“It’s more than a date”: teachers discuss 9/11 with students
PARKERSBURG, W.Va. (WTAP) - Wood County Superintendent of Schools William Hosaflook previously was principal at Ripley High School. On September 11, 2001, he was a new teacher there, when word came of the attacks on America.
“A student came in and asked, ‘did you hear that an airplane crashed into the Twin Towers’?’”, Hosaflook recalled this week. “At that point, we immediately turned on the television and just sat there in silence. It was a very emotional time.”
Many of today’s teachers were, themselves, students that day. And, in explaining 9/11 and its impact on their lives, they focus on the emotions they-and their own teachers-felt when they heard the news.
“It’s important to take that emotional side of it and try to show important it was,” says teacher Ashley Smith. “It’s not just a date, it means something more.”
“We use music to tie in,” fellow teacher Jessica Snider adds, “because many artists have reflected on the events afterwards, and continue to inspire.”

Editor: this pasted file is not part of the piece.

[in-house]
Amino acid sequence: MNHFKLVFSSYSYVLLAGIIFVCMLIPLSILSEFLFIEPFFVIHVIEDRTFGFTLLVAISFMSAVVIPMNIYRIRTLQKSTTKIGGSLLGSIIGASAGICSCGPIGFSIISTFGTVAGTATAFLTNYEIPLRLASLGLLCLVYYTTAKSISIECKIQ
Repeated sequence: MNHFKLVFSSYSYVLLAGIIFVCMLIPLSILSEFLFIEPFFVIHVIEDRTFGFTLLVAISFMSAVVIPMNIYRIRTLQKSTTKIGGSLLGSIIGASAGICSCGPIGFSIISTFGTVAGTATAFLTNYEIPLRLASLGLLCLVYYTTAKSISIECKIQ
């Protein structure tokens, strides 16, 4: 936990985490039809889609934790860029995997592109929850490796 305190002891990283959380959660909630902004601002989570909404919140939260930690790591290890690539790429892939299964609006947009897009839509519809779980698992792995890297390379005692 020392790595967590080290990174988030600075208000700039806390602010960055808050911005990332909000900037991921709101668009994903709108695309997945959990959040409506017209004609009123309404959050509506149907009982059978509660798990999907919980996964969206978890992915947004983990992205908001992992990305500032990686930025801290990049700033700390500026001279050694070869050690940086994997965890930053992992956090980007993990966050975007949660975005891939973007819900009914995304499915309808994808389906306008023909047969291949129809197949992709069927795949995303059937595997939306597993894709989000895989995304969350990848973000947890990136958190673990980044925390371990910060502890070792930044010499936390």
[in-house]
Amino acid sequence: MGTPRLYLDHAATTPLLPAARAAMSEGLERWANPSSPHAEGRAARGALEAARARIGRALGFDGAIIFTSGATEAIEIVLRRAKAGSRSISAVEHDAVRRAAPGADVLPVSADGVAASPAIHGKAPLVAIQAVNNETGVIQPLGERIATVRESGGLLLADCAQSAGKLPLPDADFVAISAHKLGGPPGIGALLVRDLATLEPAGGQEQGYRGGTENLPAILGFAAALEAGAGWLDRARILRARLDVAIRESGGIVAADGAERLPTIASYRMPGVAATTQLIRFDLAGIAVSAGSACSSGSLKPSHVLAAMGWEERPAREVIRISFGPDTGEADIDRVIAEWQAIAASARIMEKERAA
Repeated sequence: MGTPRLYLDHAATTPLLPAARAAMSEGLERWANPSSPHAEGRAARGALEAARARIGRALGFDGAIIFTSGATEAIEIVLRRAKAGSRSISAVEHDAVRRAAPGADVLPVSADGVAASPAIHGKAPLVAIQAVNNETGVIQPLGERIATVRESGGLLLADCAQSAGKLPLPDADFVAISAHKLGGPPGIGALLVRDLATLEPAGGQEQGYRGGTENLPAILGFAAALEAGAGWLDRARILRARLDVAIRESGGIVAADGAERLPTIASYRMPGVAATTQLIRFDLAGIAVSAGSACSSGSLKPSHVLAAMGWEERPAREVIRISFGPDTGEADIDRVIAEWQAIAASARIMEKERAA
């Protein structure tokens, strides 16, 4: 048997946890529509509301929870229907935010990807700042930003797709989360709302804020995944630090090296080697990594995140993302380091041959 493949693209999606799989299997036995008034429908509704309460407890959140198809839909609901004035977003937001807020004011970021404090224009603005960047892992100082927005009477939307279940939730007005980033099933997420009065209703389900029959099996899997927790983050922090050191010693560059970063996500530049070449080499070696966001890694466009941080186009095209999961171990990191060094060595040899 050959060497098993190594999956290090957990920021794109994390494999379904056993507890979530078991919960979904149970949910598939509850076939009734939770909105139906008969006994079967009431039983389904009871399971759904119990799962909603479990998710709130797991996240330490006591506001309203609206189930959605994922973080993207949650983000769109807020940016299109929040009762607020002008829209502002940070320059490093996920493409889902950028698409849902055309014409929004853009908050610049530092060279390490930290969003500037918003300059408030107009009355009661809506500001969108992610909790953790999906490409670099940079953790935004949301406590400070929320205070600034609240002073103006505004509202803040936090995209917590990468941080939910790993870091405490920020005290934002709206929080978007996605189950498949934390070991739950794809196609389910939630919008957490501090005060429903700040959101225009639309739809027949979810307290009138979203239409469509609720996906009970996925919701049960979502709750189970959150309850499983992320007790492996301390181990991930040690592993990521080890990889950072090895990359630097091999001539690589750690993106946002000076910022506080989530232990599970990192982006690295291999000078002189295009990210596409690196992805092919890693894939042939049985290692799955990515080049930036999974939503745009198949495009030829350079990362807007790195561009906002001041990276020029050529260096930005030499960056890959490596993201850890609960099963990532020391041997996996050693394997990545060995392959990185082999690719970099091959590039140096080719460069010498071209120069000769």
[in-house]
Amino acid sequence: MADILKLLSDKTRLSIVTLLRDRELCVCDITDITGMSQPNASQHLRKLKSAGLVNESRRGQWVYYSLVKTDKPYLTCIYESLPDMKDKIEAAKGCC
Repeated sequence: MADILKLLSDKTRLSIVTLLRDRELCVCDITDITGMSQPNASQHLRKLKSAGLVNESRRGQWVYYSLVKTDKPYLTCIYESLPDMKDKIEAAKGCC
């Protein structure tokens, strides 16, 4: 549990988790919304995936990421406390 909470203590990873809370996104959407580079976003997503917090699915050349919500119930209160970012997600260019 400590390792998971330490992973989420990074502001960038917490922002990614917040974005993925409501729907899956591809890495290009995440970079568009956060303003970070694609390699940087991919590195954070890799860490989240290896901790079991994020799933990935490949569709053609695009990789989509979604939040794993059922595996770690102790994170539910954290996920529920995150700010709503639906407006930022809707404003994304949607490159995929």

Smith and Snider are both teachers at Parkersburg South High School. Smith was an elementary school student on 9/11. Snider was a student at WVU-Parkersburg.
The 20th anniversary comes after the end of American involvement in Afghanistan: a military action that was a direct result of the attacks.
Says Smith: “It’s a unique time, because they’ll be able to say, ‘this is what happened today, as directly connected to this event that happened 20 years ago.”
And the teachers try to reflect on the worldwide impact. For the past two decades, terrorist attacks have also happened in major international cities.
“There is global impact of terrorism,” says Snider, “because they are our allies and work to fight terrorism on their shores.”
These teachers, and others, are in a unique situation. They’re teaching history that, indirectly, they were a part of.
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